By finding substances that can enhance the action of those pathways, we have a 21st Century approach to aging. Such research is rapidly ongoing. The field is moving fast. Dr. Rose will introduce his first product to the market this summer that helps regulate 40 aging genes.

There seems no fundamental reason why we cannot live to 150 years or longer. After all, nature has done quite well on her own. We know of a 4,800-year-old bristlecone pine, a 400 year old clam”plus whales, a tortoise and koi fish over 200 years old”all without technology. These organisms use pathways we share, and can now understand. As I have pointed out in the past, if you can live to 150, or a lot less long, researchers say the restrictions on open-ended lifespans will be off.

Overnight success technologies are perfect illustrations of why it™s so critical for you to preserve and extend your health now. As more and more of these breakthroughs explode on the scene after years of brain sweating research, the greater your chances are for using them to launch you to a limitless future. Big breakthroughs could be right around the corner, so increase your odds to see them.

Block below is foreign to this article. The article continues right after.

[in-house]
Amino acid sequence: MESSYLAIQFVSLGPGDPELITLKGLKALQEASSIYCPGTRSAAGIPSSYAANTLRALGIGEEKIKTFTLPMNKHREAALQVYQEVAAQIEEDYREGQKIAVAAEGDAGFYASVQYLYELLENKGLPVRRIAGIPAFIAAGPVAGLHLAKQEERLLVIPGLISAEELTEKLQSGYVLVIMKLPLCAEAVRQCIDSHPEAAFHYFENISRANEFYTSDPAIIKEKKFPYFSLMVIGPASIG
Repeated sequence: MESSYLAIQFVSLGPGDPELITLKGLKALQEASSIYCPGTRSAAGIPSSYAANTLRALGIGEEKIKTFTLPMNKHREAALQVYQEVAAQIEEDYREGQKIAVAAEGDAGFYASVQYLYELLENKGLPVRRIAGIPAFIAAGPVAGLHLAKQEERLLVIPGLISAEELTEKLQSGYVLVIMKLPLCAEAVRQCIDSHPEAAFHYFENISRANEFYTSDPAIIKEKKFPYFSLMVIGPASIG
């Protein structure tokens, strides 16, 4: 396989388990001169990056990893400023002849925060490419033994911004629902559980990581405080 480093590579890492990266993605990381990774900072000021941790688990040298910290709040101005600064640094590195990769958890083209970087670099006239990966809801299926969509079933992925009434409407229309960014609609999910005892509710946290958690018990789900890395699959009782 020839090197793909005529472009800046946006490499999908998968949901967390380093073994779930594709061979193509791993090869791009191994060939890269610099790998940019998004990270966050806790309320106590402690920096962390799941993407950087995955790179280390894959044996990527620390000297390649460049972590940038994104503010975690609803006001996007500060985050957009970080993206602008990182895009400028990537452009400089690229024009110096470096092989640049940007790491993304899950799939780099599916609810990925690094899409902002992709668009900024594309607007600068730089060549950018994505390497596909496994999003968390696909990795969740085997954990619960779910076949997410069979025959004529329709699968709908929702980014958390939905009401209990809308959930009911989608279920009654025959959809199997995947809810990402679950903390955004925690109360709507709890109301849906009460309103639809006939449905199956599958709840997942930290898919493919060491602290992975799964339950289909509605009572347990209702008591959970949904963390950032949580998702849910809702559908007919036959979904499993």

The first person to live to 150 may be reading this right now, or it might have been written by that person.


Faking Calorie Restriction (March 06 2009)
Via the Times of India, which somewhat misses the point by focusing on sugar rather than food in general: "over-consumption of sugar is directly linked to aging. The researchers, however, say that it's not sugar itself that is important in this process, but rather the ability of cells to sense its presence, that affects the lifespan of a person. The study found that if they removed the gene for a glucose sensor from yeast cells, they lived just as long as those living on a glucose-restricted diet. This implies that the fate of these cells doesn't depend on what they eat, but on what they think they're eating, according to the researchers. It was found that the lifespan of yeast cells increased when glucose was decreased from their diet. They then asked whether the increase in lifespan was due to cells decreasing their ability to produce energy or to the decrease in signal to the cells by the glucose sensor. The scientists found that cells unable to consume glucose as energy source are still sensitive to the pro-aging effects of glucose. On the other hand, obliterating the sensor that measures the levels of glucose significantly increased lifespan." It will be interesting to see whether this is also true - and/or useful - in mammalian cells, and perhaps the basis of a different approach for calorie restriction mimetics.

Aspiring to Longevity (March 06 2009)